Alan FanningDepartment of Cell and Molecular Physiology, The University of North Carolina at Chapel Hill, Chapel Hill, NC, USA F1000 Faculty Member (since 25 January 2003)
Associate Professor, Department of Cell and Molecular Physiology, University of North Carolina at Chapel Hill
BA, Magna Cum Laude, University of Delaware, Newark, DE
PhD, Yale University, 1993 Genetics/Cell Biology
Postdoctoral Training, Yale School of Medicine, New Haven, CT
POSITIONS AND HONORS:
Lab Instructor, University of Delaware
Graduate Student, Dept of Genetics, Yale University
Postdoctoral Fellow, Dept of Internal Medicine, Section of Digestive Diseases, Yale School of Medicine.
The Dr Irwin M Arias Postdoctoral Research Fellowship, American Liver Foundation.
Associate Research Scientist, Department of Internal Medicine, Yale School of Medicine.
Associate Professor, Department of Cell and Molecular Physiology, University of North Carolina at Chapel Hill.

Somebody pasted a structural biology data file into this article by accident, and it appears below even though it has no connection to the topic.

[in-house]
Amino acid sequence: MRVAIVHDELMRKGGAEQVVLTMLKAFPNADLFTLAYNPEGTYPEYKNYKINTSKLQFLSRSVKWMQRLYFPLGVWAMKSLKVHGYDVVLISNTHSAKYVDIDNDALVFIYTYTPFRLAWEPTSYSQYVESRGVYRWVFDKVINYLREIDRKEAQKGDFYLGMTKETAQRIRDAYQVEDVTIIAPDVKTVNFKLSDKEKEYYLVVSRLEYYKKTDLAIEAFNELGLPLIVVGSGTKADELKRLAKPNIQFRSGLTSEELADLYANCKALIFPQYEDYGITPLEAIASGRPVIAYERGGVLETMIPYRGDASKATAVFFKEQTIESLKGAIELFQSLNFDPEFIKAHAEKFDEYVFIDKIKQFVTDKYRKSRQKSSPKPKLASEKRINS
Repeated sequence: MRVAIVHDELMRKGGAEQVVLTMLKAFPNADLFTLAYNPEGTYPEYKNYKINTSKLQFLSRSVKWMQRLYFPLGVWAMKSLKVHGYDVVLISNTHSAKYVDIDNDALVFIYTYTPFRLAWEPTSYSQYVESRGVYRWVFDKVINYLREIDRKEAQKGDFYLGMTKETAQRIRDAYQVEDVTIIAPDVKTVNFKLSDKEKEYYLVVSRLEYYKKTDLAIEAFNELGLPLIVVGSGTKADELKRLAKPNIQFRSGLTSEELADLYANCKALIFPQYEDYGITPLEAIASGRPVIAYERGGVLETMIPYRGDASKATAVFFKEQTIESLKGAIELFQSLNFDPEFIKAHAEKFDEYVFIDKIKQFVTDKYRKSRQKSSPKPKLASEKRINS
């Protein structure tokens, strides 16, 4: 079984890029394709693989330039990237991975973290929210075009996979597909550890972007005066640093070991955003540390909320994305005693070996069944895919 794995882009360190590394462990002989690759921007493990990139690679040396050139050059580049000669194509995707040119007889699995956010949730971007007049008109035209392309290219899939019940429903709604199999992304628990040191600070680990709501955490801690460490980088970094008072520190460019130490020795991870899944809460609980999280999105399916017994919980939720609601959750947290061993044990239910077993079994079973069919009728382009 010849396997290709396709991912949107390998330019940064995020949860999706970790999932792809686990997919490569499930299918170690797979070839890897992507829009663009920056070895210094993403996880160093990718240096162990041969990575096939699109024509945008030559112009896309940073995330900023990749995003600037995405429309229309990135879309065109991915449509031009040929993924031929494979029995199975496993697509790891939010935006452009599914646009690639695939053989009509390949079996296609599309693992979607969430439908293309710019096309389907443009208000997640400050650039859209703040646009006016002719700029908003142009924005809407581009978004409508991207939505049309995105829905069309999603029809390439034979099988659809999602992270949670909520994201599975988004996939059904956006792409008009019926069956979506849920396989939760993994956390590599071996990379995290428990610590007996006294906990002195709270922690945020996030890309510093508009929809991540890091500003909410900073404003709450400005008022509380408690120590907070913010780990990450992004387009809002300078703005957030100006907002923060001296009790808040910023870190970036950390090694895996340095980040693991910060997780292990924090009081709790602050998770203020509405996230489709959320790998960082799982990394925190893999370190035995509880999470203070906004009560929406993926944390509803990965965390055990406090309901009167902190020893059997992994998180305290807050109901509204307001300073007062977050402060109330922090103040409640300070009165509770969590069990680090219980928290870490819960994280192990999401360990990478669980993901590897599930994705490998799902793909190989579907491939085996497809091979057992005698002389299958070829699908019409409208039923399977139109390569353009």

My research interests are primarily focused on the molecular basis of tight junction assembly and permeability. Tight junctions are the primary barrier to the paracellular transport of ions, macromolecules, and immune cells across an epithelium, and are thus critical to the maintenance of distinct tissue spaces. The protein Zonula Occludens (ZO)-1 is a cytosolic component of the tight junction, and my previous work has suggested that this protein has a key role organizing transmembrane proteins that seal the paracellular space. More recently, I have shown that ZO-1 binds directly to the actin cytoskeleton and have characterized the interaction of ZO-1 with several other actin-binding proteins, including the tyrosine kinase substrate cortactin and the adherens junction protein alpha catenin. These observations suggest that that ZO-1 provides an important functional connection between components of the paracellular seal and the actin cytoskeleton.
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